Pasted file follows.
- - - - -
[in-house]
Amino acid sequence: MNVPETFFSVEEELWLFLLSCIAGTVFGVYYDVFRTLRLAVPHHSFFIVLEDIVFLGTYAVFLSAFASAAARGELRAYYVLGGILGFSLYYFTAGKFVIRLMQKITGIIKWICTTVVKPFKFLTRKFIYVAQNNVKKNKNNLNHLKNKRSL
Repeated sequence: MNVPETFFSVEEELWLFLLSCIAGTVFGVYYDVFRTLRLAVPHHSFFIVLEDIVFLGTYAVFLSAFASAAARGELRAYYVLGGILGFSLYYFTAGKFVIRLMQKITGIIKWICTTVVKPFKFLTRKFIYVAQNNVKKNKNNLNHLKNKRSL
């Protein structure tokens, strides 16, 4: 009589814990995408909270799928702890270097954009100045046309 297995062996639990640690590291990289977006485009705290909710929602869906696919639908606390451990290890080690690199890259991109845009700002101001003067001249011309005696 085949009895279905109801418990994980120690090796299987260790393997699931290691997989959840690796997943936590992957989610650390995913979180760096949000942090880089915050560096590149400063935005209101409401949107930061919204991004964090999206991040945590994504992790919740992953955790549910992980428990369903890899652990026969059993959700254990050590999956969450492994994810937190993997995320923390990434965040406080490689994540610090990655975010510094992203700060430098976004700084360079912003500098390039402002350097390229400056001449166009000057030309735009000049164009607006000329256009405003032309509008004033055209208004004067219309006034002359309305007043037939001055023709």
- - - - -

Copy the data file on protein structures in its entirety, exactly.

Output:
[in-house]
Amino acid sequence: MNVPETFFSVEEELWLFLLSCIAGTVFGVYYDVFRTLRLAVPHHSFFIVLEDIVFLGTYAVFLSAFASAAARGELRAYYVLGGILGFSLYYFTAGKFVIRLMQKITGIIKWICTTVVKPFKFLTRKFIYVAQNNVKKNKNNLNHLKNKRSL
Repeated sequence: MNVPETFFSVEEELWLFLLSCIAGTVFGVYYDVFRTLRLAVPHHSFFIVLEDIVFLGTYAVFLSAFASAAARGELRAYYVLGGILGFSLYYFTAGKFVIRLMQKITGIIKWICTTVVKPFKFLTRKFIYVAQNNVKKNKNNLNHLKNKRSL
């Protein structure tokens, strides 16, 4: 009589814990995408909270799928702890270097954009100045046309 297995062996639990640690590291990289977006485009705290909710929602869906696919639908606390451990290890080690690199890259991109845009700002101001003067001249011309005696 085949009895279905109801418990994980120690090796299987260790393997699931290691997989959840690796997943936590992957989610650390995913979180760096949000942090880089915050560096590149400063935005209101409401949107930061919204991004964090999206991040945590994504992790919740992953955790549910992980428990369903890899652990026969059993959700254990050590999956969450492994994810937190993997995320923390990434965040406080490689994540610090990655975010510094992203700060430098976004700084360079912003500098390039402002350097390229400056001449166009000057030309735009000049164009607006000329256009405003032309509008004033055209208004004067219309006034002359309305007043037939001055023709």